Sunday was the best of times, Sunday was the worst of times.
Let’s wake up at 8 o’clock and get ready for Sunday School. This morning is a special morning. We aren’t going to cuss at our wife, because we can’t cuss today. No griping about having to take a shower, it’s not God’s fault you had to work late last night. After about 45 minutes on the can, you’re causing her to be late.
Can’t be late for worship practice.
You’re playing bass guitar today.
For two services.
But no griping. You can’t complain today. Even though she’s mad because you now have 15 minutes to get ready.
You stumble your way through the K-LOVE top 20 playlist. No clue what songs you played. And grinned your way through the service. We are the perfect Jesus loving husband. Let’s ask people your own age what they are doing for lunch.
Cracker Barrel attracts Christians on Sunday like Chick-Fil-A attracts Christians the other 6 days a week.
We sit down. We’ve paid our dues. And our waitress only has two stars on her apron. She is slammed busy.
She’s slow getting our drinks because we were on our phones and weren’t ready. Everything we order is special. The chicken fried chicken has sawmill gravy on it…it has to go back. We never got our biscuits. This is coming out of her tip.
This story was entirely autobiographical by the way.
I never really understood why waitresses hated working on Sunday. Your tables were packed to the brim, with people waiting an hour just to get into some places. More people mean more money right? I learned that this isn’t the case. Many waitresses hate working Sunday because you get angry people coming in demanding everything specially made, if they drink their sweet tea in two gulps like a Sasquatch, they shout ‘ridiculous service’ until you apologetically refill their glass.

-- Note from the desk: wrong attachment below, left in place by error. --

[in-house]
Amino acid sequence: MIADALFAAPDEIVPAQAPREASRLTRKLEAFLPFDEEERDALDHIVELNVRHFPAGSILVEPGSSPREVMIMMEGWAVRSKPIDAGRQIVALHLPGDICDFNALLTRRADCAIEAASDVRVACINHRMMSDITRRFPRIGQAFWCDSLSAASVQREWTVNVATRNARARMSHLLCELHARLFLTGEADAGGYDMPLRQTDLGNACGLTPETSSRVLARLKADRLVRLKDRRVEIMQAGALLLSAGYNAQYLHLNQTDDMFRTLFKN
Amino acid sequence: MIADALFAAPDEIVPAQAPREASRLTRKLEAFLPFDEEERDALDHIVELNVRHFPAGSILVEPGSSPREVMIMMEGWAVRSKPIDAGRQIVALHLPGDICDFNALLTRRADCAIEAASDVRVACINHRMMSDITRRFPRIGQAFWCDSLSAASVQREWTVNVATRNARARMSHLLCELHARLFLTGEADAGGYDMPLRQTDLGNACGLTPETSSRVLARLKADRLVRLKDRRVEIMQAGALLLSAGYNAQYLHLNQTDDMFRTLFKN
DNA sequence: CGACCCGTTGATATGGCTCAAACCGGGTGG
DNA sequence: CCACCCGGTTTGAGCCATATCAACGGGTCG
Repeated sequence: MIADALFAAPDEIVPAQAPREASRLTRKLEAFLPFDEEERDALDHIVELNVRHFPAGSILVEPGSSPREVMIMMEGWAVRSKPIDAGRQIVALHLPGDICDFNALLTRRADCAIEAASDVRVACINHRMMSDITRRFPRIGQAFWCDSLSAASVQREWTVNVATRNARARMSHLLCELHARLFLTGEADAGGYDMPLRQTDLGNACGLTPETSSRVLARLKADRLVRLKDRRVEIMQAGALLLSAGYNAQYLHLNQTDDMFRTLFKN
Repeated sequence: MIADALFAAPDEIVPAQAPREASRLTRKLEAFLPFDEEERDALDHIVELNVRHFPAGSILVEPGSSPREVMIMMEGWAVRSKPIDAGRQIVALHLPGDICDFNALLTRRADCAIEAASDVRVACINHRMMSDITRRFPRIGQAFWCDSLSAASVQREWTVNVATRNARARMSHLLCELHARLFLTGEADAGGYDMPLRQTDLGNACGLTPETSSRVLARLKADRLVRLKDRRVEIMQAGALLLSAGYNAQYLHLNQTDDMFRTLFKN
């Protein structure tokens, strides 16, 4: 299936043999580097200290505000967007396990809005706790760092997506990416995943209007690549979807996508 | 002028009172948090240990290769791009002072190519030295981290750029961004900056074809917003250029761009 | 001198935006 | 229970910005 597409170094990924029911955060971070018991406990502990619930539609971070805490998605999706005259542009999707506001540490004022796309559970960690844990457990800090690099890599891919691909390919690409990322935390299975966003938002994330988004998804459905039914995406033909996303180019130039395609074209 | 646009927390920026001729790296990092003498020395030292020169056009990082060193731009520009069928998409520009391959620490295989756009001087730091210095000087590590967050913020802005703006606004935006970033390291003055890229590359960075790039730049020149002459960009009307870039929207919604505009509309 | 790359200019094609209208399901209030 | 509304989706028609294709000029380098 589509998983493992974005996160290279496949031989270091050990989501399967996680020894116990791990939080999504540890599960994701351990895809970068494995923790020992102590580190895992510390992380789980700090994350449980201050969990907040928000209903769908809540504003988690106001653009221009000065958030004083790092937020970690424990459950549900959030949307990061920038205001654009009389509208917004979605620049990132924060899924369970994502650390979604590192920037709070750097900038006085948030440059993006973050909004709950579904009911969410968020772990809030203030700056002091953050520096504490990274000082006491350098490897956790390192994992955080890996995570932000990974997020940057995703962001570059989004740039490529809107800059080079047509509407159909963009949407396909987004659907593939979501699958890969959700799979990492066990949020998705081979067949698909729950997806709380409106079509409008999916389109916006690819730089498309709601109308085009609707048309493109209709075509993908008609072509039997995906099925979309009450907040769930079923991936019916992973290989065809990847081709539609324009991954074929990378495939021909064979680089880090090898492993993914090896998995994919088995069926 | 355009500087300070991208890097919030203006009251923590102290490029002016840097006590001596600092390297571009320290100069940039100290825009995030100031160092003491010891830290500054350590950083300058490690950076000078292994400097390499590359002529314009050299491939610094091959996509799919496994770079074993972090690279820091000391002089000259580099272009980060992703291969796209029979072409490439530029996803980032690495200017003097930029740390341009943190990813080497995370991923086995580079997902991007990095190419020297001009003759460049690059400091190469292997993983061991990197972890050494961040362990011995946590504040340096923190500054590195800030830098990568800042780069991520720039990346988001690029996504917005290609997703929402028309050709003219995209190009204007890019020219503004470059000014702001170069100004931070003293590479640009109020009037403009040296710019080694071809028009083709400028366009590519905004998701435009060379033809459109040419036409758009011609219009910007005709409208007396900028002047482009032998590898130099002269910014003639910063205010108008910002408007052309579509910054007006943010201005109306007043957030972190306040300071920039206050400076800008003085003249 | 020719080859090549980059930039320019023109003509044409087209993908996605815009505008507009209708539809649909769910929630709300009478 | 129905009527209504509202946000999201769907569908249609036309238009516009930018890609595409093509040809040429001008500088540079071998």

A group of 7? Great. One less than automatic gratuity. Seventeen cent tip? Sounds like a group of people who just came from worshiping the living savior with like-minded believers, clawing at a chance to serve a world like the Son who washed the feet of his own disciples.
It wasn’t until I had lunch in a group with someone I’d never eaten with before shouting ‘ridiculous service’ that I woke up to what I’ve been doing most of my life.
Instead of looking and acting like we just watched a man slaughter puppies on stage for an hour and a half, could we go out looking and acting like we’ve been redeemed? Is it possible that we leave after a sermon about reaching out to a lost world, and let our waitresses know that we understand that she is all of a sudden busy with an entire section wanting sweet teas all at once? When she nervously says they forgot the turnip greens, can we look her into the eyes, smile, and say ‘It’s ok, we know you’re busy. Just whenever you get to it.’?
Can each person leave at least 30%? Can we round it up instead of multiplying our total by .15 while she waits for you to hand her the last pen she could find? I know. You pay up front. You know my point too well.
I know my point too well.
Can we give hilariously to an entire service industry who has to deal with us in the same way that we give hilariously at the offering plate?
Let’s give it a try. Sunday, wherever you go. Spend your next hour trying to serve your waitress in every way you can. Did the busboy call in? Help her bus your table before you sit down. Is she running around crazy? Throw down as many smiles as you can and let her know it’s ok.
Leave a tip that makes her follow you and say, ‘Thank you.’
That was the best ‘Thank you’ I had ever received. And it’s one I will always remember. It was well worth it.
And as always, follow if you follow, like if you like, share if you want others to know whats up…and I’ll see you on the other side!